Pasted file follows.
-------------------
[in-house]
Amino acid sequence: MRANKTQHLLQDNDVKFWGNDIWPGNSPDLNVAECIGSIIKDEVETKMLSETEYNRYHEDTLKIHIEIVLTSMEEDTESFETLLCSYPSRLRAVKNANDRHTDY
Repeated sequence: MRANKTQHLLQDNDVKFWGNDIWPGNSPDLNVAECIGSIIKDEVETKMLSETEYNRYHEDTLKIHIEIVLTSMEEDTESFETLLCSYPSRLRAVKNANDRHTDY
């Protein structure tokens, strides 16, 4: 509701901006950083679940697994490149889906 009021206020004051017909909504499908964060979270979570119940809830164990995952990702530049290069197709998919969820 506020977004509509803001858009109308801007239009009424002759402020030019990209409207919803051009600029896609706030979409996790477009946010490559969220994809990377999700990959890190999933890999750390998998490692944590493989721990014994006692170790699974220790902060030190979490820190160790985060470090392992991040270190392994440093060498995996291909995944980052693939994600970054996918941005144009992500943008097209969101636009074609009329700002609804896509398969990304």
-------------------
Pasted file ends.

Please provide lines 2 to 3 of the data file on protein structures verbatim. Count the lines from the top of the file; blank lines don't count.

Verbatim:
Amino acid sequence: MRANKTQHLLQDNDVKFWGNDIWPGNSPDLNVAECIGSIIKDEVETKMLSETEYNRYHEDTLKIHIEIVLTSMEEDTESFETLLCSYPSRLRAVKNANDRHTDY
Repeated sequence: MRANKTQHLLQDNDVKFWGNDIWPGNSPDLNVAECIGSIIKDEVETKMLSETEYNRYHEDTLKIHIEIVLTSMEEDTESFETLLCSYPSRLRAVKNANDRHTDY